If there is no pre or postnuptial agreement, the court considers all assets and liabilities gathered during the marriage to be community property. Exceptions include assets or liabilities received before the date of the marriage, which are considered separate property. 

Separate property generally consists of:

  • Property owned before the marriage
  • Property acquired by inheritance
  • Property that was gifted to a spouse
  • Some recoveries for personal injury claims

All other items are classified as community property, including income received during the marriage from a spouse’s separate property (such as interest and dividends). Salaries, commissions, bonuses, and other earnings are community property. 

It’s crucial to distinguish community from separate property in a divorce because the divorce court may only divide community property among the two parties. So, if one party can prove that a certain item is his or her separate property, the court must award it in full to that spouse.

What Does the Court Consider when Dividing Community Property in Texas?

The trial judge in a Houston divorce must determine what is a “just and right” division of community property. The most common reasons for ordering an unequal division of marital property involve responsibility for raising children and differences in the earning capacities of each party. Other considerations may include:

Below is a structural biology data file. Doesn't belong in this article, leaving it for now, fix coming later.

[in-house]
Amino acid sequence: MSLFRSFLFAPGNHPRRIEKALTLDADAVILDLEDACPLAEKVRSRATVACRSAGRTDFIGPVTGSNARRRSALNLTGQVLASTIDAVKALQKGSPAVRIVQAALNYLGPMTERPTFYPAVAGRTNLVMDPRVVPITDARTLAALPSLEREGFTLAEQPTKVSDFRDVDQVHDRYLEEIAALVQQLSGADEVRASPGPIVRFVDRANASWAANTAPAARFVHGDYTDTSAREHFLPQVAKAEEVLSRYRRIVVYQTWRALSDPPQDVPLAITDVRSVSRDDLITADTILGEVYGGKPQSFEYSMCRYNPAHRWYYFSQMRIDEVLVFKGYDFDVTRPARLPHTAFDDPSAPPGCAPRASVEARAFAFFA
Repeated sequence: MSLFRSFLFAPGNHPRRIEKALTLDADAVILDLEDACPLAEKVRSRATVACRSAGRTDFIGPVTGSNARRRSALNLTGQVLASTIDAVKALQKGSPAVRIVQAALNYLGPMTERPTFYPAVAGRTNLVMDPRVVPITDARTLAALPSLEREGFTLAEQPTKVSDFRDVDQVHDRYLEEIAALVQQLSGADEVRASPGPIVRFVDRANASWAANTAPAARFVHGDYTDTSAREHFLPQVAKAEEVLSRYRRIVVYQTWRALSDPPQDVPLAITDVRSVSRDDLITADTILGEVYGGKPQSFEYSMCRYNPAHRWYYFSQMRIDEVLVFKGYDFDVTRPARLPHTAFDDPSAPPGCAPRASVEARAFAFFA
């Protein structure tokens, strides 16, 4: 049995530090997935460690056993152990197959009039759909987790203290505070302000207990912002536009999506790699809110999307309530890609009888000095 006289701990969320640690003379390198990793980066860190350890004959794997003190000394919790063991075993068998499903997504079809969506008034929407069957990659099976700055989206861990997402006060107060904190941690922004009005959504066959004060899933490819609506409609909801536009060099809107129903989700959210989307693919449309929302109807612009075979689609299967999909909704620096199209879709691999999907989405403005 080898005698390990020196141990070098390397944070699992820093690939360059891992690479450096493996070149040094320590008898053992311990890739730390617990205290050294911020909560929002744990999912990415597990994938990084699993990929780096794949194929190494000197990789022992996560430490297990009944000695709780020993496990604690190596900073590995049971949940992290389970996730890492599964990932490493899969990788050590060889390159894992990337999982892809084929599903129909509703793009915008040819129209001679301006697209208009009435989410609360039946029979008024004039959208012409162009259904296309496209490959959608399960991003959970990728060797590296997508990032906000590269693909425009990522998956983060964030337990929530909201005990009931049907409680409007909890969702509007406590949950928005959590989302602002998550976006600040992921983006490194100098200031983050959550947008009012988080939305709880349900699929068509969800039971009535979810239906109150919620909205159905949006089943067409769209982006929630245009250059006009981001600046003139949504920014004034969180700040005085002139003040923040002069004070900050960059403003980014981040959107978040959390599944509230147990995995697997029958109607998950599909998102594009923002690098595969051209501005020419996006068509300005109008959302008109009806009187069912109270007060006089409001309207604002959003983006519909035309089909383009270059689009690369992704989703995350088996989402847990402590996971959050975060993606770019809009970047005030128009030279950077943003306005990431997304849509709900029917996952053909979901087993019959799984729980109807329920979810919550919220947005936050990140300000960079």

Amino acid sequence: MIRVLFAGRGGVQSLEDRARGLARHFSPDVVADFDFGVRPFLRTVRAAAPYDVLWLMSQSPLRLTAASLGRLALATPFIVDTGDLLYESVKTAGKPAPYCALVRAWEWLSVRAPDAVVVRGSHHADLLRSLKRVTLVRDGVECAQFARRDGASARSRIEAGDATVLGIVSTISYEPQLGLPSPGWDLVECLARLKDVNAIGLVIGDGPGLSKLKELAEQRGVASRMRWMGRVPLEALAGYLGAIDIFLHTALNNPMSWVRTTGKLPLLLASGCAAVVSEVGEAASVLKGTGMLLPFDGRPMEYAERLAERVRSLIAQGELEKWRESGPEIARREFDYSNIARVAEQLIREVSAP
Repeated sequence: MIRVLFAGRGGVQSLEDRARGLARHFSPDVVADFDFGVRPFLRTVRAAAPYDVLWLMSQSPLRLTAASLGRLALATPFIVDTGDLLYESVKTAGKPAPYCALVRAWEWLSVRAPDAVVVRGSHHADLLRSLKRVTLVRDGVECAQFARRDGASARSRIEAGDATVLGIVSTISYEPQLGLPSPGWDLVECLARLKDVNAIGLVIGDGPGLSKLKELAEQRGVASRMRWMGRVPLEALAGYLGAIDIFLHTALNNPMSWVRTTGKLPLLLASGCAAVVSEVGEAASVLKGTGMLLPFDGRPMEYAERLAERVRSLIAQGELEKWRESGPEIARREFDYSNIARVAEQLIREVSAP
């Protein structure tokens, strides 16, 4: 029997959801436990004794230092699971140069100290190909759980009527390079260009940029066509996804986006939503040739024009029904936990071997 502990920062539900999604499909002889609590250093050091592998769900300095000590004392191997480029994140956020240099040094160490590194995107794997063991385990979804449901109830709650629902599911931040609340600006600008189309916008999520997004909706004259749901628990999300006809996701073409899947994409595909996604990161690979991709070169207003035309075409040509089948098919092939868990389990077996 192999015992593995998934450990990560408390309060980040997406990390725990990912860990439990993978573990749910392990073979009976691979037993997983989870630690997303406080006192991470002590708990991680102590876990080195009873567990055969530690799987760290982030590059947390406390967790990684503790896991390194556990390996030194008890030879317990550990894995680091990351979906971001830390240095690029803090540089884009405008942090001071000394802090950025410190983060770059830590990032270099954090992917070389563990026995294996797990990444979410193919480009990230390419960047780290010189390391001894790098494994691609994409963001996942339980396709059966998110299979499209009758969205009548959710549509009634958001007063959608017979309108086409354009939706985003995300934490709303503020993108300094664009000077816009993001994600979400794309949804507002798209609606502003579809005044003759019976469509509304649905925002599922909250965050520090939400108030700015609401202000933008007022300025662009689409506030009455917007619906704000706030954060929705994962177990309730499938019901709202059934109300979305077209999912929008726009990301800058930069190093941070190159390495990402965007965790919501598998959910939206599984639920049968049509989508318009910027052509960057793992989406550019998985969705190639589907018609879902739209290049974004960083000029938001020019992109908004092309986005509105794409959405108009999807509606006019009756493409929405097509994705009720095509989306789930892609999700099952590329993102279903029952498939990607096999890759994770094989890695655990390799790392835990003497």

• Fault in the failure of the marriage. The “innocent” party may receive a disproportionate division of the marital estate based on an assessment of fault in the marriage’s failure. Texas still has fault grounds for divorce, such as adultery and cruelty.
    • Benefits the Innocent Spouse would have received if the marriage had continued. The party not considered “at fault” for the marriage may receive compensation for the losses they may suffer due to the divorce. 
    • Disparity of earning capacities. If there is a significant difference between the business opportunities available to each party, their incomes, abilities to earn an income, and related factors may affect the way the judge divides the property.